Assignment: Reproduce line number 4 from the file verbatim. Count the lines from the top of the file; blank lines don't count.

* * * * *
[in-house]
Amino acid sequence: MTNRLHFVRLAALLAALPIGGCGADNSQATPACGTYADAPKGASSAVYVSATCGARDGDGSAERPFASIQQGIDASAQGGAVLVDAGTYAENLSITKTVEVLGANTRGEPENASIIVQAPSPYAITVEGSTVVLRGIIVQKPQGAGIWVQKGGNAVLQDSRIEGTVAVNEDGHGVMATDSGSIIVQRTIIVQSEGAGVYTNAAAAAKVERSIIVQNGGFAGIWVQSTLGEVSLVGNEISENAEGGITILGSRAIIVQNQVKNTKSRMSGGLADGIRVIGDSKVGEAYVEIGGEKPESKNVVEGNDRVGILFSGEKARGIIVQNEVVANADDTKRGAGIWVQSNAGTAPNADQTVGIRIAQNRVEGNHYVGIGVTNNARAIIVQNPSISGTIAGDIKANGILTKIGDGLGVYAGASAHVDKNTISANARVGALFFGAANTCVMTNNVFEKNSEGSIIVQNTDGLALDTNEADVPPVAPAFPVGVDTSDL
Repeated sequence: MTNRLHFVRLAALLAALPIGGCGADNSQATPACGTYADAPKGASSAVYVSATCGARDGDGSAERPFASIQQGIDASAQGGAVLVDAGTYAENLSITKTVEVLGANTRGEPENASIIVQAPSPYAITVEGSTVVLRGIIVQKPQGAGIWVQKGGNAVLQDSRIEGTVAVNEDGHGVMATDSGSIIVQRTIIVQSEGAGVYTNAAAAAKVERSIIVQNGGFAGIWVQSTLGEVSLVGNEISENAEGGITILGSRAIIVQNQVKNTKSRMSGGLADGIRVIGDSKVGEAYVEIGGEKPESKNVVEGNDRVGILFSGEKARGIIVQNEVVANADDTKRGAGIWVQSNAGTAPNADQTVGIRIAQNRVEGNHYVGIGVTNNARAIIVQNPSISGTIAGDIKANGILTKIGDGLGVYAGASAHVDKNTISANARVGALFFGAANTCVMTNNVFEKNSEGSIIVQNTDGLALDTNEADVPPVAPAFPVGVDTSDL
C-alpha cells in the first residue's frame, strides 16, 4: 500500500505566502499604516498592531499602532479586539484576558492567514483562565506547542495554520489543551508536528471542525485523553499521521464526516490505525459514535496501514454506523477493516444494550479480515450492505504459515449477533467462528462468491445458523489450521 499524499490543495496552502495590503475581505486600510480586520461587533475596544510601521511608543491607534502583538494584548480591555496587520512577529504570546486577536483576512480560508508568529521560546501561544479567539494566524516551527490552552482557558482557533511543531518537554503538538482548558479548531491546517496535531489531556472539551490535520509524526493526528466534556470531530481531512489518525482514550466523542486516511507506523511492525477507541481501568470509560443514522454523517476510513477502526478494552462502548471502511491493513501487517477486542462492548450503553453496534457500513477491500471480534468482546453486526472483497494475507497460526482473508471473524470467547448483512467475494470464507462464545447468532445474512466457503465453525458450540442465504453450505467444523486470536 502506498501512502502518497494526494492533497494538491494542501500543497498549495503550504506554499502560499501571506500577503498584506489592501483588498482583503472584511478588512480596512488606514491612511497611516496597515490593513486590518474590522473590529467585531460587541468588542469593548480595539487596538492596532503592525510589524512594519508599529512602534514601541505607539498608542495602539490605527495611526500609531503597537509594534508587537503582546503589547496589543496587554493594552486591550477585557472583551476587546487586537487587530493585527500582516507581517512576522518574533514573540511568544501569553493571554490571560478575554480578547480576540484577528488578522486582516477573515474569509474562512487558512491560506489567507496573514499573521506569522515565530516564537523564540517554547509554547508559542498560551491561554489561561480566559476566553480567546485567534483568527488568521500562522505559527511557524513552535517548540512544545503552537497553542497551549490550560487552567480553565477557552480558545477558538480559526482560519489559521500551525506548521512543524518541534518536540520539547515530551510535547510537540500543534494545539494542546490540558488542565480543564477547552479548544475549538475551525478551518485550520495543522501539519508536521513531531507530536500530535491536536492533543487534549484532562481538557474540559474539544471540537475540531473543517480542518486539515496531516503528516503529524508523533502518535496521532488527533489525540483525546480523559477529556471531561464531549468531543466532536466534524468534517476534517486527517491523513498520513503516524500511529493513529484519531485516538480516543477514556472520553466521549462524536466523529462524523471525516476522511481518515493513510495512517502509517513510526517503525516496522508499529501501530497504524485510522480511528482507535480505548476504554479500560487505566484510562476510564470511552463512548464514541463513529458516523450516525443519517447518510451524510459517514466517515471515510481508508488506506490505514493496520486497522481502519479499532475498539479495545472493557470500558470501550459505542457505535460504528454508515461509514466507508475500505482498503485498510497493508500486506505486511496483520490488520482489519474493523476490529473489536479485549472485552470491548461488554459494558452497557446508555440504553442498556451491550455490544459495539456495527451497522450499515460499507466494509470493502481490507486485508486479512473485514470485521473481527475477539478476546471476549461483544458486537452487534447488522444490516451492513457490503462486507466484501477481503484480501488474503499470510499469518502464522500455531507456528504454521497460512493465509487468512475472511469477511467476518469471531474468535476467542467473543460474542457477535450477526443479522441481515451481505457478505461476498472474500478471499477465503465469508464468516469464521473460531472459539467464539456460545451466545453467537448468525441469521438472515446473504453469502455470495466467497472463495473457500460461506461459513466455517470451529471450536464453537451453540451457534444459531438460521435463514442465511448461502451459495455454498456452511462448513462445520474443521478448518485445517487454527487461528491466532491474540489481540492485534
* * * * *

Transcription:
C-alpha cells in the first residue's frame, strides 16, 4: 500500500505566502499604516498592531499602532479586539484576558492567514483562565506547542495554520489543551508536528471542525485523553499521521464526516490505525459514535496501514454506523477493516444494550479480515450492505504459515449477533467462528462468491445458523489450521 499524499490543495496552502495590503475581505486600510480586520461587533475596544510601521511608543491607534502583538494584548480591555496587520512577529504570546486577536483576512480560508508568529521560546501561544479567539494566524516551527490552552482557558482557533511543531518537554503538538482548558479548531491546517496535531489531556472539551490535520509524526493526528466534556470531530481531512489518525482514550466523542486516511507506523511492525477507541481501568470509560443514522454523517476510513477502526478494552462502548471502511491493513501487517477486542462492548450503553453496534457500513477491500471480534468482546453486526472483497494475507497460526482473508471473524470467547448483512467475494470464507462464545447468532445474512466457503465453525458450540442465504453450505467444523486470536 502506498501512502502518497494526494492533497494538491494542501500543497498549495503550504506554499502560499501571506500577503498584506489592501483588498482583503472584511478588512480596512488606514491612511497611516496597515490593513486590518474590522473590529467585531460587541468588542469593548480595539487596538492596532503592525510589524512594519508599529512602534514601541505607539498608542495602539490605527495611526500609531503597537509594534508587537503582546503589547496589543496587554493594552486591550477585557472583551476587546487586537487587530493585527500582516507581517512576522518574533514573540511568544501569553493571554490571560478575554480578547480576540484577528488578522486582516477573515474569509474562512487558512491560506489567507496573514499573521506569522515565530516564537523564540517554547509554547508559542498560551491561554489561561480566559476566553480567546485567534483568527488568521500562522505559527511557524513552535517548540512544545503552537497553542497551549490550560487552567480553565477557552480558545477558538480559526482560519489559521500551525506548521512543524518541534518536540520539547515530551510535547510537540500543534494545539494542546490540558488542565480543564477547552479548544475549538475551525478551518485550520495543522501539519508536521513531531507530536500530535491536536492533543487534549484532562481538557474540559474539544471540537475540531473543517480542518486539515496531516503528516503529524508523533502518535496521532488527533489525540483525546480523559477529556471531561464531549468531543466532536466534524468534517476534517486527517491523513498520513503516524500511529493513529484519531485516538480516543477514556472520553466521549462524536466523529462524523471525516476522511481518515493513510495512517502509517513510526517503525516496522508499529501501530497504524485510522480511528482507535480505548476504554479500560487505566484510562476510564470511552463512548464514541463513529458516523450516525443519517447518510451524510459517514466517515471515510481508508488506506490505514493496520486497522481502519479499532475498539479495545472493557470500558470501550459505542457505535460504528454508515461509514466507508475500505482498503485498510497493508500486506505486511496483520490488520482489519474493523476490529473489536479485549472485552470491548461488554459494558452497557446508555440504553442498556451491550455490544459495539456495527451497522450499515460499507466494509470493502481490507486485508486479512473485514470485521473481527475477539478476546471476549461483544458486537452487534447488522444490516451492513457490503462486507466484501477481503484480501488474503499470510499469518502464522500455531507456528504454521497460512493465509487468512475472511469477511467476518469471531474468535476467542467473543460474542457477535450477526443479522441481515451481505457478505461476498472474500478471499477465503465469508464468516469464521473460531472459539467464539456460545451466545453467537448468525441469521438472515446473504453469502455470495466467497472463495473457500460461506461459513466455517470451529471450536464453537451453540451457534444459531438460521435463514442465511448461502451459495455454498456452511462448513462445520474443521478448518485445517487454527487461528491466532491474540489481540492485534